No. 1266 Pittsburgh, 1982, Appeal from the Judgment of Sentence of October 7, 1982 in the Court of Common Pleas of Allegheny County, Criminal Division, No. 3686 May Term, 1970
David S. Shrager, Duquesne, for appellant.
Edward M. Clark, Assistant District Attorney, Pittsburgh, for Commonwealth, appellee.
Johnson, Cercone and Hester, JJ.
[ 341 Pa. Super. Page 458]
This is an appeal from judgment of sentence for life imprisonment which was imposed following a jury verdict of First Degree Murder on June 22, 1982. Appellant, William Hines was found guilty of the murder of a seventeen year old girl which occurred on April 1, 1970. He had initially pled guilty when he was fifteen years old to the crime; after a degree of guilty hearing, a court en banc concluded that appellant was guilty of First Degree Murder on October 2, 1970, and he was sentenced to life imprisonment. Post-verdict motions were denied in May 1972, but no direct appeal was taken.
In 1974, appellant filed a petition under the Post Conviction Hearing Act which alleged that the plea of guilty was not entered intelligently and voluntarily. It was denied after a hearing, and on appeal to the Pennsylvania Supreme Court, the denial of relief was affirmed. The court found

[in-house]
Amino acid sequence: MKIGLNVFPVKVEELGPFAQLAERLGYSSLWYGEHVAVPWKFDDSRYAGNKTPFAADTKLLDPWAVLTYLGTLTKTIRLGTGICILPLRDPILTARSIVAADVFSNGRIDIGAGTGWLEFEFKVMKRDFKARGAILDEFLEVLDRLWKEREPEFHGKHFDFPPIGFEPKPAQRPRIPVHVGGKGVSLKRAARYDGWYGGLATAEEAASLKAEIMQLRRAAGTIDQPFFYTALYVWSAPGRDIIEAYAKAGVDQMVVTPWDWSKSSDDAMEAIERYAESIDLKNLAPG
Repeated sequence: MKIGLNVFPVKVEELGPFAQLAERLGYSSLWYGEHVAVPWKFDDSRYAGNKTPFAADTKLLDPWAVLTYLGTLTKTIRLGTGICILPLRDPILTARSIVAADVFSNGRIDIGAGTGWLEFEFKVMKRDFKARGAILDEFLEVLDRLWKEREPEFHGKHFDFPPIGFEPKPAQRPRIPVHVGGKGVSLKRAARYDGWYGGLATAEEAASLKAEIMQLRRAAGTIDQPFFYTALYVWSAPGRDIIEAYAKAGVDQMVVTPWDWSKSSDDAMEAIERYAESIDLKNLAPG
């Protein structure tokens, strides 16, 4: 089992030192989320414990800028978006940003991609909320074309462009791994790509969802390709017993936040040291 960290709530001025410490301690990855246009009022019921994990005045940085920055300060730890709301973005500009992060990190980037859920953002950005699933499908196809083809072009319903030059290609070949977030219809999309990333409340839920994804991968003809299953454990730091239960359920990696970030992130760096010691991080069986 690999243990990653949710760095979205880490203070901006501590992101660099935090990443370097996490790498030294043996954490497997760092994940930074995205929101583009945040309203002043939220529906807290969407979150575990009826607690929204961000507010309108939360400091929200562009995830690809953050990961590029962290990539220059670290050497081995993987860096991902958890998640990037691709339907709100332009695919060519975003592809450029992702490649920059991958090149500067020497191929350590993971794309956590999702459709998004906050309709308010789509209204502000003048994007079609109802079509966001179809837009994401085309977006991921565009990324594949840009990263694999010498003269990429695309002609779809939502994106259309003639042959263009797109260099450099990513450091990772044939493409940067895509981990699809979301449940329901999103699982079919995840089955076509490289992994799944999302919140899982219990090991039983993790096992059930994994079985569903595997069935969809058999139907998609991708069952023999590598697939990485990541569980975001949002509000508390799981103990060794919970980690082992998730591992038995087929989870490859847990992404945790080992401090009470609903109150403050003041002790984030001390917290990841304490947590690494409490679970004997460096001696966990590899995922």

[ 341 Pa. Super. Page 459]
that appellant's claim was waived for failure to allege any extraordinary circumstances which precluded his raising the issue on direct appeal.
Then, in 1979, appellant filed a PCHA petition to withdraw his guilty plea in the court of common pleas. After a hearing and argument, the petition was denied. The Supreme Court reversed and remanded this case for a new trial because there appeared in the colloquy no factual basis for appellant's plea, nor any indication to conclude that appellant understood the nature and elements of the charges against him or the consequences of the plea. Commonwealth v. Hines, 496 Pa. 555, 437 A.2d 1180 (1981).
A suppression hearing on appellant's motion was held; the motion was denied. A jury trial was held on June 19, 1982, and appellant was sentenced to life imprisonment. This appeal followed.
Appellant raises a number of suppression issues concerning his statement to police upon apprehension, the search of his home which police conducted, and the use of prior testimony of witnesses who were unavailable at the 1982 retrial. Additionally, he contends that the trial court erred in refusing to charge the jury that they should view the testimony of one witness with caution as that of an accomplice.
Paramount in our consideration of the issue concerning voluntariness of appellant's statement is the fact that appellant was only fifteen years old when he made it. Appellant was arrested on April 5, 1970, at approximately 11:15 p.m. ...